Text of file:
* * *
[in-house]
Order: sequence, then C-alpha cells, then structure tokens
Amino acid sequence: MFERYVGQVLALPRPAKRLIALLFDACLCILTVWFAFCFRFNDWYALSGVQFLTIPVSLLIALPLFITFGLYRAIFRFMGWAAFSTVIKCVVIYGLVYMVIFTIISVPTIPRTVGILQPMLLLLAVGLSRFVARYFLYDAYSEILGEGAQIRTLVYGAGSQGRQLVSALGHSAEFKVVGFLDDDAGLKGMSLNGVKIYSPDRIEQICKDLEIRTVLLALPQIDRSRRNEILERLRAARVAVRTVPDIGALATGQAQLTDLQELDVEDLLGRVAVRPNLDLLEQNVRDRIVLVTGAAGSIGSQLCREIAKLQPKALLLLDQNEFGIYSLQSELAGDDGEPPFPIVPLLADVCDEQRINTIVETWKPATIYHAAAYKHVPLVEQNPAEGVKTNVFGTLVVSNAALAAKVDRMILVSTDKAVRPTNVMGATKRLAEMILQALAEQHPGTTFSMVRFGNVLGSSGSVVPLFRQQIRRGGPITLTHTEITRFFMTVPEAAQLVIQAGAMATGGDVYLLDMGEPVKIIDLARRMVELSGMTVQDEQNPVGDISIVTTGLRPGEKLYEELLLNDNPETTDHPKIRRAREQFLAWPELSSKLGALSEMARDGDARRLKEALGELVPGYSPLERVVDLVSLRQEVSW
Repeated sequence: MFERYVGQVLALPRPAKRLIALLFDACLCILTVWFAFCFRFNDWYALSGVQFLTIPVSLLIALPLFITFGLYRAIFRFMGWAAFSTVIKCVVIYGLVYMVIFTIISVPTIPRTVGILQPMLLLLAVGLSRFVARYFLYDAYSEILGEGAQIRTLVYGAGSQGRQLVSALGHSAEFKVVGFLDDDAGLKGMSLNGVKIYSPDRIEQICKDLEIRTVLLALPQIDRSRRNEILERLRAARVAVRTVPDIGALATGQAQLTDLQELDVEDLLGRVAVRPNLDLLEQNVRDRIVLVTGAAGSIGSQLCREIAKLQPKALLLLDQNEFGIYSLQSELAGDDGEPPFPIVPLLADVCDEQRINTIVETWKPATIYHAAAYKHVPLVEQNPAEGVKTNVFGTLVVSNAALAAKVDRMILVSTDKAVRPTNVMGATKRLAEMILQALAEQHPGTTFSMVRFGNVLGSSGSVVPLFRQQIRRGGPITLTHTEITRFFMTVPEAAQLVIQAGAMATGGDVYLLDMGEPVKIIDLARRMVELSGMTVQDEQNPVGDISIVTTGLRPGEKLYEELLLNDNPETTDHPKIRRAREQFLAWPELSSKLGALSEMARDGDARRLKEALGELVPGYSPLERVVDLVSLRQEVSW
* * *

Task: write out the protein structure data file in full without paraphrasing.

[in-house]
Order: sequence, then C-alpha cells, then structure tokens
Amino acid sequence: MFERYVGQVLALPRPAKRLIALLFDACLCILTVWFAFCFRFNDWYALSGVQFLTIPVSLLIALPLFITFGLYRAIFRFMGWAAFSTVIKCVVIYGLVYMVIFTIISVPTIPRTVGILQPMLLLLAVGLSRFVARYFLYDAYSEILGEGAQIRTLVYGAGSQGRQLVSALGHSAEFKVVGFLDDDAGLKGMSLNGVKIYSPDRIEQICKDLEIRTVLLALPQIDRSRRNEILERLRAARVAVRTVPDIGALATGQAQLTDLQELDVEDLLGRVAVRPNLDLLEQNVRDRIVLVTGAAGSIGSQLCREIAKLQPKALLLLDQNEFGIYSLQSELAGDDGEPPFPIVPLLADVCDEQRINTIVETWKPATIYHAAAYKHVPLVEQNPAEGVKTNVFGTLVVSNAALAAKVDRMILVSTDKAVRPTNVMGATKRLAEMILQALAEQHPGTTFSMVRFGNVLGSSGSVVPLFRQQIRRGGPITLTHTEITRFFMTVPEAAQLVIQAGAMATGGDVYLLDMGEPVKIIDLARRMVELSGMTVQDEQNPVGDISIVTTGLRPGEKLYEELLLNDNPETTDHPKIRRAREQFLAWPELSSKLGALSEMARDGDARRLKEALGELVPGYSPLERVVDLVSLRQEVSW
Repeated sequence: MFERYVGQVLALPRPAKRLIALLFDACLCILTVWFAFCFRFNDWYALSGVQFLTIPVSLLIALPLFITFGLYRAIFRFMGWAAFSTVIKCVVIYGLVYMVIFTIISVPTIPRTVGILQPMLLLLAVGLSRFVARYFLYDAYSEILGEGAQIRTLVYGAGSQGRQLVSALGHSAEFKVVGFLDDDAGLKGMSLNGVKIYSPDRIEQICKDLEIRTVLLALPQIDRSRRNEILERLRAARVAVRTVPDIGALATGQAQLTDLQELDVEDLLGRVAVRPNLDLLEQNVRDRIVLVTGAAGSIGSQLCREIAKLQPKALLLLDQNEFGIYSLQSELAGDDGEPPFPIVPLLADVCDEQRINTIVETWKPATIYHAAAYKHVPLVEQNPAEGVKTNVFGTLVVSNAALAAKVDRMILVSTDKAVRPTNVMGATKRLAEMILQALAEQHPGTTFSMVRFGNVLGSSGSVVPLFRQQIRRGGPITLTHTEITRFFMTVPEAAQLVIQAGAMATGGDVYLLDMGEPVKIIDLARRMVELSGMTVQDEQNPVGDISIVTTGLRPGEKLYEELLLNDNPETTDHPKIRRAREQFLAWPELSSKLGALSEMARDGDARRLKEALGELVPGYSPLERVVDLVSLRQEVSW